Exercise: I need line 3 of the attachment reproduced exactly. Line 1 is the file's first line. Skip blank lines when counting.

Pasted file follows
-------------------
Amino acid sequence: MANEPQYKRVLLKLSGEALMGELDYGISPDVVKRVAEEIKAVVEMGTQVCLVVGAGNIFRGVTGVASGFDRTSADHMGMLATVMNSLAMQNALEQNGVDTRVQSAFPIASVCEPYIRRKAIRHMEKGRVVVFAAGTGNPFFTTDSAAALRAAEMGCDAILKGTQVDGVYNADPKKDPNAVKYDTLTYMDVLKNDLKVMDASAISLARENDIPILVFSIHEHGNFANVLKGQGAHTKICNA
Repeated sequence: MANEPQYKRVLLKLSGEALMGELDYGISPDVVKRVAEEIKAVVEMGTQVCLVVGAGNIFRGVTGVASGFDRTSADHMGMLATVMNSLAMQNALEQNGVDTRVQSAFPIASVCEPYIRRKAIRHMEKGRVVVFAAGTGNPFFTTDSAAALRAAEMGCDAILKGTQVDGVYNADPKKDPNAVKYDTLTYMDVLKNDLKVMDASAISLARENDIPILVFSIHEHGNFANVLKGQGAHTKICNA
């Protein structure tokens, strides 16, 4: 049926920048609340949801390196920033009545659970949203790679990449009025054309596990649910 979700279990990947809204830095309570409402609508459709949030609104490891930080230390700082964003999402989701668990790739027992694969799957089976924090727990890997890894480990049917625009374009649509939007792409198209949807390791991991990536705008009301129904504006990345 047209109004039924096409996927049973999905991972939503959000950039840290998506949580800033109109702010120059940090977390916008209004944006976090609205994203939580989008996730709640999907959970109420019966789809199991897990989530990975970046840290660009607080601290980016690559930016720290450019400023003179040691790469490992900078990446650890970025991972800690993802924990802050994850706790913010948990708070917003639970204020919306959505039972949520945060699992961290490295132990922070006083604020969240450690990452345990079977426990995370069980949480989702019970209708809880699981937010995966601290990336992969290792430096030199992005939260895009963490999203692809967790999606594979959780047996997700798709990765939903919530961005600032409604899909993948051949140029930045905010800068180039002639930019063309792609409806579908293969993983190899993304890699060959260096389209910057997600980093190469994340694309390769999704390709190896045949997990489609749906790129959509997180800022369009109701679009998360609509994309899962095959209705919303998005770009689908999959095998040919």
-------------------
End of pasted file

């Protein structure tokens, strides 16, 4: 049926920048609340949801390196920033009545659970949203790679990449009025054309596990649910 979700279990990947809204830095309570409402609508459709949030609104490891930080230390700082964003999402989701668990790739027992694969799957089976924090727990890997890894480990049917625009374009649509939007792409198209949807390791991991990536705008009301129904504006990345 047209109004039924096409996927049973999905991972939503959000950039840290998506949580800033109109702010120059940090977390916008209004944006976090609205994203939580989008996730709640999907959970109420019966789809199991897990989530990975970046840290660009607080601290980016690559930016720290450019400023003179040691790469490992900078990446650890970025991972800690993802924990802050994850706790913010948990708070917003639970204020919306959505039972949520945060699992961290490295132990922070006083604020969240450690990452345990079977426990995370069980949480989702019970209708809880699981937010995966601290990336992969290792430096030199992005939260895009963490999203692809967790999606594979959780047996997700798709990765939903919530961005600032409604899909993948051949140029930045905010800068180039002639930019063309792609409806579908293969993983190899993304890699060959260096389209910057997600980093190469994340694309390769999704390709190896045949997990489609749906790129959509997180800022369009109701679009998360609509994309899962095959209705919303998005770009689908999959095998040919």